The National Republican Congressional Committee says President Barack Obama's embarrassing showing in West Virginia's primary Tuesday is a sign of things to come in the general election.
President Obama earned only 59 percent of the vote in West Virginia's primary, with Keith Judd, a convict currently serving out an extortion sentence in a Texas prison, garnering 41 percent.
"The president's policies met blue collar reality in West Virginia last night," Deputy Chairman of the NRCC Greg Walden said. "There is a story underneath the surface here that he's got some problems in sort of blue-collar, energy belt states because his policies are so extreme." [Photo Gallery: President Barack Obama's Re-election Campaign.]
The NRCC says that the Obama Administration's increased regulation on energy and the blocking of the Keystone XL Pipeline weigh heavily on the minds of voters whose livelihoods depend on manufacturing and mining jobs.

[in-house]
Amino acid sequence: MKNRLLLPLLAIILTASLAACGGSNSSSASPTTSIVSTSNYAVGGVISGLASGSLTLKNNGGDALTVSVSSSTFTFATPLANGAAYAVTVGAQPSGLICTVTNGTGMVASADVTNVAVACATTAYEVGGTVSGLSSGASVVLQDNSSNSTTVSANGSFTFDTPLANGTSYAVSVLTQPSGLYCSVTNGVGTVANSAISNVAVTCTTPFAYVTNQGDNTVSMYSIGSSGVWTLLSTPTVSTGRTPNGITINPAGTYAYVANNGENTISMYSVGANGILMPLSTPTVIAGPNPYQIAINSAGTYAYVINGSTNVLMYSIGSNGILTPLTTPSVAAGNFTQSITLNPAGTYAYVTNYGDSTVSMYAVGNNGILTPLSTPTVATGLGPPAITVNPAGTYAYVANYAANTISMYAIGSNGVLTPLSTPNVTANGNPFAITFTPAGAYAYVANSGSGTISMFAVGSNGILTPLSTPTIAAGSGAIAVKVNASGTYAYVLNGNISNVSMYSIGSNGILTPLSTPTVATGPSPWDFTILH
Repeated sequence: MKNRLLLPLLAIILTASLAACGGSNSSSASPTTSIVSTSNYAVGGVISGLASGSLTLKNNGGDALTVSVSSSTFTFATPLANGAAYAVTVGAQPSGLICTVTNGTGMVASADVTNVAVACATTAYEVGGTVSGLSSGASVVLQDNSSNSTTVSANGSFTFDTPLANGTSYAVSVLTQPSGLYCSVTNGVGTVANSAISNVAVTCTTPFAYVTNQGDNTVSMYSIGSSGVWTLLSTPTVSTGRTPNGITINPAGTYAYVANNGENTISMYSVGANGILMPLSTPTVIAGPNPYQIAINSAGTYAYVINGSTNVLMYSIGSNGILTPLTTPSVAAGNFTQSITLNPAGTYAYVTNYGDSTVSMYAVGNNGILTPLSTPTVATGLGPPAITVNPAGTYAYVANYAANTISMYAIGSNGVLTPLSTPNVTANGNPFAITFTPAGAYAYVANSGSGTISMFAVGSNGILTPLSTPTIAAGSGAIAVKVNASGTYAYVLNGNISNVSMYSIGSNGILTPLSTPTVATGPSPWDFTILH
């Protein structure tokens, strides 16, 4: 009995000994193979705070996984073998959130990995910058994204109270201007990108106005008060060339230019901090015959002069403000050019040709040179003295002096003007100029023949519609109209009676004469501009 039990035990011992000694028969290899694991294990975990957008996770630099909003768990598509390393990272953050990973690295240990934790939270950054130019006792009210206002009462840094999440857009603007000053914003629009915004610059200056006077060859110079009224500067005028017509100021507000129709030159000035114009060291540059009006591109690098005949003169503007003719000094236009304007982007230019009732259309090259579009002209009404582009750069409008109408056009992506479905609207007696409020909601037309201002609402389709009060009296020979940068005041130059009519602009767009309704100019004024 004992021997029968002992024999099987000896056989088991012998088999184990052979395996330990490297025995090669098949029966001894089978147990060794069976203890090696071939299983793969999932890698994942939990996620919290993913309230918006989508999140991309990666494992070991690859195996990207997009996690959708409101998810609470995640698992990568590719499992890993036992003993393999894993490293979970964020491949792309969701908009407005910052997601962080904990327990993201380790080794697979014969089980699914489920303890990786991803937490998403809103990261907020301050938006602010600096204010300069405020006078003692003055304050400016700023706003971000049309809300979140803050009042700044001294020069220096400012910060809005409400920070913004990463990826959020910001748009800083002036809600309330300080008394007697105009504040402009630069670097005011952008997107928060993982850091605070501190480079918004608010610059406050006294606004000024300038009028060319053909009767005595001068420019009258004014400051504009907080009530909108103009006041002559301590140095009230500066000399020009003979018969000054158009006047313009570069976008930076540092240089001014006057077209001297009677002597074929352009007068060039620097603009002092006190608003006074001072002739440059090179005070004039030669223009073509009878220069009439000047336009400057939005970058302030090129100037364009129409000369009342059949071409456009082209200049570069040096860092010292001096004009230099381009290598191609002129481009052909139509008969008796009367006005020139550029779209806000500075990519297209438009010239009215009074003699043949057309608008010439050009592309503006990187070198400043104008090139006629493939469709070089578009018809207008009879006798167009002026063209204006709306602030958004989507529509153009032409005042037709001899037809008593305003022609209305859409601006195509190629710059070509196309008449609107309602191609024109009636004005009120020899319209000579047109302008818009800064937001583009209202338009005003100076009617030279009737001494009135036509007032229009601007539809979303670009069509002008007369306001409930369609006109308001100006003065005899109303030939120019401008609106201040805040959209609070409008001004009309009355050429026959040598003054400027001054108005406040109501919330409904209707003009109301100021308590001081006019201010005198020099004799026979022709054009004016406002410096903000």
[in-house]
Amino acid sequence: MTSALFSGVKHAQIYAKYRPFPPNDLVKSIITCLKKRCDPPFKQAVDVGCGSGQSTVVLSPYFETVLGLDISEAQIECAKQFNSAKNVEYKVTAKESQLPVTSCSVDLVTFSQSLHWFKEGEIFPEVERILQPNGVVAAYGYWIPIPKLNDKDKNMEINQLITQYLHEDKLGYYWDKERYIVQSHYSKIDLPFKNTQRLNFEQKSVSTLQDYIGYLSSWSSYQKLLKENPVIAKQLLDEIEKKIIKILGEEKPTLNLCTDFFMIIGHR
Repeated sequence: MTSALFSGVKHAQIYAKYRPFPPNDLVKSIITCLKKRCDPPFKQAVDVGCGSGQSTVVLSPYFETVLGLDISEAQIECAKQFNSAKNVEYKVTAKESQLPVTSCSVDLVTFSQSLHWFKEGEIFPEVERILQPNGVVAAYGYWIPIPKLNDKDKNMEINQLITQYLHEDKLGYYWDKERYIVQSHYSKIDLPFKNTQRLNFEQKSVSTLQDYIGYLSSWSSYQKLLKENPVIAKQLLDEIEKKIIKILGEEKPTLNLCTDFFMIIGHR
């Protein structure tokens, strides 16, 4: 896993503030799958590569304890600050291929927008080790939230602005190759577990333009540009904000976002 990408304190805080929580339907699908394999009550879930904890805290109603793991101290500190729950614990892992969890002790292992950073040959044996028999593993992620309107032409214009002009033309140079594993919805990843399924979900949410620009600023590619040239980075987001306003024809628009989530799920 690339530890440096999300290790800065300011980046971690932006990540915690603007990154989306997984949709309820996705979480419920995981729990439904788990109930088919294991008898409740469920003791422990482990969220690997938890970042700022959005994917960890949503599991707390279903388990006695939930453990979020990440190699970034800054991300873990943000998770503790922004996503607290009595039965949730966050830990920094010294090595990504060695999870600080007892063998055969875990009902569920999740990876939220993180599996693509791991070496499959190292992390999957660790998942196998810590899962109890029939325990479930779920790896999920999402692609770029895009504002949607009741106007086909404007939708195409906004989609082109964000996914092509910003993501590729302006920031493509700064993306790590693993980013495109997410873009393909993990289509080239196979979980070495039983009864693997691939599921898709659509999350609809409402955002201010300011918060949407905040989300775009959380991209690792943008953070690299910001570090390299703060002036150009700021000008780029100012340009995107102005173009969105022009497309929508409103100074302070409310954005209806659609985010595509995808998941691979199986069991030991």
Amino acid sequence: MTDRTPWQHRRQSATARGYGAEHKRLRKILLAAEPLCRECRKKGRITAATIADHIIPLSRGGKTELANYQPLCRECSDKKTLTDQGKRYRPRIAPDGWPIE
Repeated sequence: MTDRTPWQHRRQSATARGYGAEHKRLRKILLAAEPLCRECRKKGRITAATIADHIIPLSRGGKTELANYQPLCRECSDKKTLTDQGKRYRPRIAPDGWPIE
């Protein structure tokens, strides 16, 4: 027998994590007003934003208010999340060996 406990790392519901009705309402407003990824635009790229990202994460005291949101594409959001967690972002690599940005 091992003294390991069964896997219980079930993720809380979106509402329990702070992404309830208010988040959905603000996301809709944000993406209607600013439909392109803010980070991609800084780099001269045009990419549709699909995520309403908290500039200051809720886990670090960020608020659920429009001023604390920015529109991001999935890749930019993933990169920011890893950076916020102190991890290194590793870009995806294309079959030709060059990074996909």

"This is part of the economy," Walden said. "This is part of the notion that I hear wherever I go around the country and certainly in my district is [there is an] assault from Washington from the rule making bodies on manufacturing and jobs." [Republicans: Obama the Hype and Blame Candidate.]
The NRCC says constituents in mining and manufacturing states including Illinois, Kentucky and Virginia don't trust the president on energy. While it's unlikely Obama would pick up a victory in Kentucky or lose in his homestate of Illinois, Walden says Obama has implemented tough regulations on manufacturing that make him vulnerable in the swing state of Virginia — a state he won in 2008.
"If you are in a state where you electricity is being generated by coal, which is nearly every state, and your prices are going up...Energy is an issue," Walden says.